Defendant and his brother, James, were arrested in the summer of 1987. Defendant was working for a Florida company that contracted to deliver a car from Florida to its Chicago owner. En route to Chicago, defendant was stopped for speeding in Massac County. The State police were primed to suspect drugs under the circumstances of defendant's trip. They asked for consent to search the car and its belongings. According to the troopers, defendant, free to resume his trip and leave their presence, chose to execute a consent to search. The search engaged several troopers and their dog. Defendant was asked to drive the car to a nearby service station, where it was placed on a rack and its undercarriage was examined. A compartment housing a package of cocaine was found under the car.

Defendant disavowed any knowledge of the compartment or the drugs it contained. The defendant's brother, the car's owner, and a Florida businessman also denied knowledge. Of the various suspects whose ignorance was in question, defendant was the only one empowered to prevent detection of the drugs. Defendant's ignorance was supported by his willingness to allow the search when free to drive away.

On June 25, 1990, he failed to appear for his scheduled trial. A decision was reached to start without him. He claims that the judge was told that he was unavoidably delayed. He claims that the judge was asked to delay the trial until he could get to court. He claims that he arrived two days late only to learn that his trial was over, his defense went unheard, and the jury was about to deliberate his fate.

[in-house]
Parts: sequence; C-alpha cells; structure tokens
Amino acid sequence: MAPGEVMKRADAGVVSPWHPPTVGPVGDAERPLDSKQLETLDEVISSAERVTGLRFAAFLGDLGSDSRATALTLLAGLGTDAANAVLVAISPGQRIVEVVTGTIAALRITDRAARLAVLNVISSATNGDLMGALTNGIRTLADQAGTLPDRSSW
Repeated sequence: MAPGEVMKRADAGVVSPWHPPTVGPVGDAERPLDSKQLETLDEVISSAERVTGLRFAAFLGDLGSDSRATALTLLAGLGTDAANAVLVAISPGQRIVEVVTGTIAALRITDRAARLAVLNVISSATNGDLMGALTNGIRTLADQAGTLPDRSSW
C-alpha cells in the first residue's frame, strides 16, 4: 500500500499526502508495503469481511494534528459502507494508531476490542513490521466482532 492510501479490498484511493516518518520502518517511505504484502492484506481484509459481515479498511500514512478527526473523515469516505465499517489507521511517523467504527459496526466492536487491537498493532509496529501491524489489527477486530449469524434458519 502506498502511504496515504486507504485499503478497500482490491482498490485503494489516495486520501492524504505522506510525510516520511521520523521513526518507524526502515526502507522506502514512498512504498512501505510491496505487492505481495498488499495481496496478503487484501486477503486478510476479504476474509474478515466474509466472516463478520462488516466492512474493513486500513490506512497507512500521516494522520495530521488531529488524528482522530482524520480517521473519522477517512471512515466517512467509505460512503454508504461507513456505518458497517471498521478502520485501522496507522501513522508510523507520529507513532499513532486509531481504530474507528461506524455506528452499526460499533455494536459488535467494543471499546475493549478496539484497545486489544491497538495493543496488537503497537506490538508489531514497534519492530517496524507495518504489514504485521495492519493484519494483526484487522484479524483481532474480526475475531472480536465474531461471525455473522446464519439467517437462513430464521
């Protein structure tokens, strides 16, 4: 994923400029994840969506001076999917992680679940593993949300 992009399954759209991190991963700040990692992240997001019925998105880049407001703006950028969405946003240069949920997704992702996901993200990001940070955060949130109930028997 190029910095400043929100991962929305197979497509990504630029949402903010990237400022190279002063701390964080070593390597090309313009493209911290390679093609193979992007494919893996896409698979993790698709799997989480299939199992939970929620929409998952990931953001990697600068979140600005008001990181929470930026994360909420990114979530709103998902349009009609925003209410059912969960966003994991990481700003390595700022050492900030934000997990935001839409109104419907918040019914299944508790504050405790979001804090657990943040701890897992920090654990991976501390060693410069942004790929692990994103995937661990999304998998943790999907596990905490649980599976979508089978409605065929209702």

On June 27, 1990, fearing the outcome of a trial he did not attend, defendant violated his bail conditions and fled the jurisdiction of the State of Illinois. He remained a fugitive from justice until 1993. He was discovered living an unremarkable life near his hometown of Clinton, Iowa. In August of 1993, he became a prisoner of the State of Illinois. He currently serves a 10-year prison term imposed on the verdicts returned in his absence.

Defendant has no idea of what happened at his trial. He lacks any firsthand knowledge of what happened. Moreover, he cannot consult a record of what happened. There is no report of proceedings. The trial cannot be chronicled because the notes taken to preserve what happened have disappeared.

Presumably, the judge determined, upon an affirmative tender of substantial evidence from the State, that defendant willfully avoided trial. See Ill. Rev. Stat. 1989, ch. 38, par. 115-4.1. Presumably, trial proceeded on the premise that defendant voluntarily surrendered his rights as a matter of choice.

In August of 1994, defendant petitioned for postconviction relief. The petition was summarily dismissed as frivolous and patently without merit.

Defendant's appeal tenders two reasons for the reversal of the summary dismissal. One of those reasons is ineffective assistance of postconviction counsel. Defendant raises the issue of counsel's failure to pursue a collateral attack of the conviction by a motion ...